peanut allergy


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peanut allergy

Immunology A common cause of anaphylactic reactions which, unlike some allergies, is rarely outgrown; PA is the most common cause of food allergy in the US, and a leading cause of food-induced anaphylaxis and death after accidental exposure

peanut allergy

An IgE-mediated immediate hypersensitivity reaction to the consumption of peanuts (the seeds of Arachis hypogaea). Peanut allergens are designated Ara by the World Health Organization. Peanut allergy is the most important food allergy in the U.S., affecting more than a million people. Reactions range from mild (rashes) to life-threatening (closure of the airway, cardiac dysrhythmias, coma). About 50 people die of peanut allergy in the U.S. each year.

Patient care

People with known allergies to peanuts must avoid eating raw or processed peanuts and also products containing or prepared with peanut oil . Those affected by peanut allergy should learn to watch for the signs of anaphylaxis (hives, pruritus, rashes in the skin creases, shortness of breath, choking, wheezing, stridor). People with known anaphylaxis to peanuts should carry epinephrine injectors and use them at the onset of a hypersensitivity reaction. (Repeated use may be necessary in persistent reactions.) Cross-reactivity to other legumes (peas, soy products) may affect some people and pose important health risks. Affected people should wear medical alert bracelets or necklaces identifying their condition. Densensitization can be accomplished with modified peanut allergens.

See also: allergy

peanut allergy

An often severe form of ALLERGY in which up to one-third of sufferers experience ANAPHYLAXIS. Peanut allergy is not more common than other food allergies, all of which are rare, affecting about 1 person in 100,000 per year. It is becoming commoner, however, and is liable to be more severe than most, and is especially dangerous in asthmatic children. Peanut proteins may be found in such diverse foodstuffs as chocolate spread and scotch eggs. The allergy has been shown to be significantly associated with intake of soy milk or soy formula and with the use of skin preparations containing peanut oil. The increasing incidence is thought to be due to unduly early exposure of babies to peanut butter after weaning.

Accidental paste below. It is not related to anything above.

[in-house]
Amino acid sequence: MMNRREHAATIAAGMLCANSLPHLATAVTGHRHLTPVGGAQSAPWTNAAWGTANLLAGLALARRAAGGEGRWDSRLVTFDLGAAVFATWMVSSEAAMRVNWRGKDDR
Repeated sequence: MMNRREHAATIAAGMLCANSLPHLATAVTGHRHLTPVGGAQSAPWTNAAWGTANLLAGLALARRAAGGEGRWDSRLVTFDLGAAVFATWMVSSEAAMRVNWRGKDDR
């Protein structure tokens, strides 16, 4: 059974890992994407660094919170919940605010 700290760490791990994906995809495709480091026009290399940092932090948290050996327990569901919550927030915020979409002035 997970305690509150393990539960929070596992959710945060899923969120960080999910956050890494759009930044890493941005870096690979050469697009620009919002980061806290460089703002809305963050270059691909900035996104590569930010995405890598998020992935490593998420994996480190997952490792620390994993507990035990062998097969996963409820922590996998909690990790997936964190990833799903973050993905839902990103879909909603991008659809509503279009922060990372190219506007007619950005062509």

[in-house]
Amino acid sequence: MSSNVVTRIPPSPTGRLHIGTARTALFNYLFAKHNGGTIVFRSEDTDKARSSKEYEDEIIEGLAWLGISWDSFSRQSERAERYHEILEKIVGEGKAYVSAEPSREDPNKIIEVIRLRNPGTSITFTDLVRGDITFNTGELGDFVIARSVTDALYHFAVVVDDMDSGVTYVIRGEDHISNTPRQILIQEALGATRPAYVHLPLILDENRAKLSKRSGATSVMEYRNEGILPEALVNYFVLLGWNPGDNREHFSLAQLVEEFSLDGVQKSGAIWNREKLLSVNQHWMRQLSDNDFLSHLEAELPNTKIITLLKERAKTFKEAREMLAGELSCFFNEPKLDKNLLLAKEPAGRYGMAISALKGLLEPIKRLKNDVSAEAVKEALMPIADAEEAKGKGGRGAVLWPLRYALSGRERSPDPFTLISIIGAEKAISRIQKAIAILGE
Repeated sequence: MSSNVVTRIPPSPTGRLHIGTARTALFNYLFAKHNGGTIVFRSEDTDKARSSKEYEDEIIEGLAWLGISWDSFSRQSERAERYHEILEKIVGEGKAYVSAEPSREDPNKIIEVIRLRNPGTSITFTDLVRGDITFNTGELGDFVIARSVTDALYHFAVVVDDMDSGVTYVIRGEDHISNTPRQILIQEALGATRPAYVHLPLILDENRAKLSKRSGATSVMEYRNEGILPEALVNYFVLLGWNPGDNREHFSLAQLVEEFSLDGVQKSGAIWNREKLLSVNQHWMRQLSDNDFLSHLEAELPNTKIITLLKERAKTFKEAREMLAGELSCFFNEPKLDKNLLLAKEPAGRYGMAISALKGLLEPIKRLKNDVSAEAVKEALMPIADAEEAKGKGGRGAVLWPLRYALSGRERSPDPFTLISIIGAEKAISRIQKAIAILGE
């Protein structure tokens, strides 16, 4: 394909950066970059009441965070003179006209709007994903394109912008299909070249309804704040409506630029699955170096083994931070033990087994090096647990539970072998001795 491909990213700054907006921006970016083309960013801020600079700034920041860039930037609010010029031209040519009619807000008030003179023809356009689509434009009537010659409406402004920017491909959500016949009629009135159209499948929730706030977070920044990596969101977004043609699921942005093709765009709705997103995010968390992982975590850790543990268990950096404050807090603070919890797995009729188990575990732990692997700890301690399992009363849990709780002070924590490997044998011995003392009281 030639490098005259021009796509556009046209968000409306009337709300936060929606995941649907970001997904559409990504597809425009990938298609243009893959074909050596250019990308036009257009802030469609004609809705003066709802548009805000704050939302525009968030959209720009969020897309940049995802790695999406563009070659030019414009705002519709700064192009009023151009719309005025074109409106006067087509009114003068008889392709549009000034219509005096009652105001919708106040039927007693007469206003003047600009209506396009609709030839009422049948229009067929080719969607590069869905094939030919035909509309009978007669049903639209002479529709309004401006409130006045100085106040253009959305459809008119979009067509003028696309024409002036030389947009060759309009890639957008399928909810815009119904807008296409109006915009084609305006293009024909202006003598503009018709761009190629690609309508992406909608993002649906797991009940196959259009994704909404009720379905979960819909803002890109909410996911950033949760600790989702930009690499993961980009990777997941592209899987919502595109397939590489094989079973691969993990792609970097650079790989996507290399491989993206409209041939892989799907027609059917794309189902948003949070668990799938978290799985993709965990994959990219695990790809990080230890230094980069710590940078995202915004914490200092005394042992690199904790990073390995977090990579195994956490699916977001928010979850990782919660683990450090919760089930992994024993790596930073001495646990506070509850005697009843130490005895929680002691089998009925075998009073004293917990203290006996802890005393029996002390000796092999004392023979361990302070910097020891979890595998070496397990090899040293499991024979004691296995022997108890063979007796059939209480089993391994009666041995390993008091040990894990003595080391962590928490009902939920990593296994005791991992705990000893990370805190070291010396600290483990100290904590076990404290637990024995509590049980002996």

References in periodicals archive ?
Intrommune's lead product, INT301, is expected to be a safe, effective and convenient therapy for patients who suffer from peanut allergy. There is no FDA-approved treatment for peanut allergy or any other food allergy.
Researchers suggest that in order to prevent peanut allergy, peanut protein (such as peanut butter or powdered puff) may be introduced at home for most babies between 4 and 6 months as one of the first foods.
Gupta also showed that peanut allergy was reported most often among white children (47.7%) and children from households with an annual income of $50,000-$99,999 (41.7%).
Peanut allergy is persistent in the majority of cases, and only outgrown in ~20% of patients.
"Until recently there has been nothing to offer peanut allergy suffers other than education around avoidance and self-treatment of reactions."
Reportedly, ASIT biotech now has three product candidates selected on the ASIT+ platform for allergies with the highest prevalences, namely allergic rhinitis caused by grass pollen, peanut allergy and house dust mite allergy.
A randomized, controlled trial (Learning Early About Peanut Allergy; LEAP, published in 2015) demonstrated that early introduction of peanut-containing food (ie, at 4 months to < 11 months of age) in infants at high risk for peanut allergy (defined as presence of severe atopic dermatitis, egg allergy, or both) resulted in a significantly lower risk of developing peanut allergy by age 60 months compared with peanut avoidance.
THE RESULTS: Children who avoided peanut containing foods had a much higher incidence of having a peanut allergy compared to children who had consistently and frequently consumed peanut products from a young age.
Previous guidelines published in 2010 did not provide specific treatment strategies for peanut allergies because of a lack of research, but the significant results of the Learning Early About Peanut Allergy (LEAP) study suggested that early exposure to peanut-containing foods reduces the risk of developing allergies.
To avoid potentially life-threatening allergic reactions, people with peanut allergy must be vigilant about the foods they eat and the environments they enter, which can be very stressful, said NIAID Director Anthony S.
Global Markets Direct's, 'Peanut Allergy - Pipeline Review, H1 2016', provides an overview of the Peanut Allergy pipeline landscape.
The increase in allergy to peanut in westernised countries [1] has sparked widespread interest in peanut allergy. Recent progress has been made in identifying risk factors for peanut allergy, such as epithelial barrier defects leading to epicutaneous sensitisation by peanut protein.